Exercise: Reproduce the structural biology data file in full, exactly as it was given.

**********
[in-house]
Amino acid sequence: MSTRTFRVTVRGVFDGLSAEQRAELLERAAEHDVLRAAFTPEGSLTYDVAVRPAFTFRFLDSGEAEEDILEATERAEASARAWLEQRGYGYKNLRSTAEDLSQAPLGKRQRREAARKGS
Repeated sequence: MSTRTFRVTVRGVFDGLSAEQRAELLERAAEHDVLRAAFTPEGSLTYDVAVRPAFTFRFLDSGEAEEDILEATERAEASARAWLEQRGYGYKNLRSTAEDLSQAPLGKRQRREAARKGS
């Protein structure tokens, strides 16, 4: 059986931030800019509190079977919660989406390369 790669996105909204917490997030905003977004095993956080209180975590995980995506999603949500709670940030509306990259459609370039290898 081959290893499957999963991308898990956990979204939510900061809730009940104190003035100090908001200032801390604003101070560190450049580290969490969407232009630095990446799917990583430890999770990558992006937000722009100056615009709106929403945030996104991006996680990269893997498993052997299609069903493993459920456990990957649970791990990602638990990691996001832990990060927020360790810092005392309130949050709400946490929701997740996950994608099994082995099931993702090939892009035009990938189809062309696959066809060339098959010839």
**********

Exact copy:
[in-house]
Amino acid sequence: MSTRTFRVTVRGVFDGLSAEQRAELLERAAEHDVLRAAFTPEGSLTYDVAVRPAFTFRFLDSGEAEEDILEATERAEASARAWLEQRGYGYKNLRSTAEDLSQAPLGKRQRREAARKGS
Repeated sequence: MSTRTFRVTVRGVFDGLSAEQRAELLERAAEHDVLRAAFTPEGSLTYDVAVRPAFTFRFLDSGEAEEDILEATERAEASARAWLEQRGYGYKNLRSTAEDLSQAPLGKRQRREAARKGS
């Protein structure tokens, strides 16, 4: 059986931030800019509190079977919660989406390369 790669996105909204917490997030905003977004095993956080209180975590995980995506999603949500709670940030509306990259459609370039290898 081959290893499957999963991308898990956990979204939510900061809730009940104190003035100090908001200032801390604003101070560190450049580290969490969407232009630095990446799917990583430890999770990558992006937000722009100056615009709106929403945030996104991006996680990269893997498993052997299609069903493993459920456990990957649970791990990602638990990691996001832990990060927020360790810092005392309130949050709400946490929701997740996950994608099994082995099931993702090939892009035009990938189809062309696959066809060339098959010839």